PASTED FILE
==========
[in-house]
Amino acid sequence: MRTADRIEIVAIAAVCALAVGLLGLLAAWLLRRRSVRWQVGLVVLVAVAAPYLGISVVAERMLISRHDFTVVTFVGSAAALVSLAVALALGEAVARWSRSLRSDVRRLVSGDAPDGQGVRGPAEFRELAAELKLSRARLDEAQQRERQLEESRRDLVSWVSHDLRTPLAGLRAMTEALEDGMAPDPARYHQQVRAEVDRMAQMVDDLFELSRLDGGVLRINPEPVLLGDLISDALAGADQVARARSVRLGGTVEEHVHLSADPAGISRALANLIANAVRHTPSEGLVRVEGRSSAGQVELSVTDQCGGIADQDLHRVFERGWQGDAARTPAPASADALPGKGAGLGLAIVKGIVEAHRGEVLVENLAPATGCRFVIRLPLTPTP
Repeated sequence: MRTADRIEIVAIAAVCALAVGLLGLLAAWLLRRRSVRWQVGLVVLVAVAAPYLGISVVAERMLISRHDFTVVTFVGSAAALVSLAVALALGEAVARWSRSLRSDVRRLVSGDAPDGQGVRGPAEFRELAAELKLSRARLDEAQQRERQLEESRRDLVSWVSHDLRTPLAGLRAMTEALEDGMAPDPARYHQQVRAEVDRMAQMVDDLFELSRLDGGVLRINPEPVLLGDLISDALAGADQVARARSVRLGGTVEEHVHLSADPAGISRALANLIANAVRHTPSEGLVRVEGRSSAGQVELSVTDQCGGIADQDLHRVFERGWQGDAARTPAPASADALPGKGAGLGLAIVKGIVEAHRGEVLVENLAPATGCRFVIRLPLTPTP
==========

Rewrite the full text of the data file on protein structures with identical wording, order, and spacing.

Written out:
[in-house]
Amino acid sequence: MRTADRIEIVAIAAVCALAVGLLGLLAAWLLRRRSVRWQVGLVVLVAVAAPYLGISVVAERMLISRHDFTVVTFVGSAAALVSLAVALALGEAVARWSRSLRSDVRRLVSGDAPDGQGVRGPAEFRELAAELKLSRARLDEAQQRERQLEESRRDLVSWVSHDLRTPLAGLRAMTEALEDGMAPDPARYHQQVRAEVDRMAQMVDDLFELSRLDGGVLRINPEPVLLGDLISDALAGADQVARARSVRLGGTVEEHVHLSADPAGISRALANLIANAVRHTPSEGLVRVEGRSSAGQVELSVTDQCGGIADQDLHRVFERGWQGDAARTPAPASADALPGKGAGLGLAIVKGIVEAHRGEVLVENLAPATGCRFVIRLPLTPTP
Repeated sequence: MRTADRIEIVAIAAVCALAVGLLGLLAAWLLRRRSVRWQVGLVVLVAVAAPYLGISVVAERMLISRHDFTVVTFVGSAAALVSLAVALALGEAVARWSRSLRSDVRRLVSGDAPDGQGVRGPAEFRELAAELKLSRARLDEAQQRERQLEESRRDLVSWVSHDLRTPLAGLRAMTEALEDGMAPDPARYHQQVRAEVDRMAQMVDDLFELSRLDGGVLRINPEPVLLGDLISDALAGADQVARARSVRLGGTVEEHVHLSADPAGISRALANLIANAVRHTPSEGLVRVEGRSSAGQVELSVTDQCGGIADQDLHRVFERGWQGDAARTPAPASADALPGKGAGLGLAIVKGIVEAHRGEVLVENLAPATGCRFVIRLPLTPTP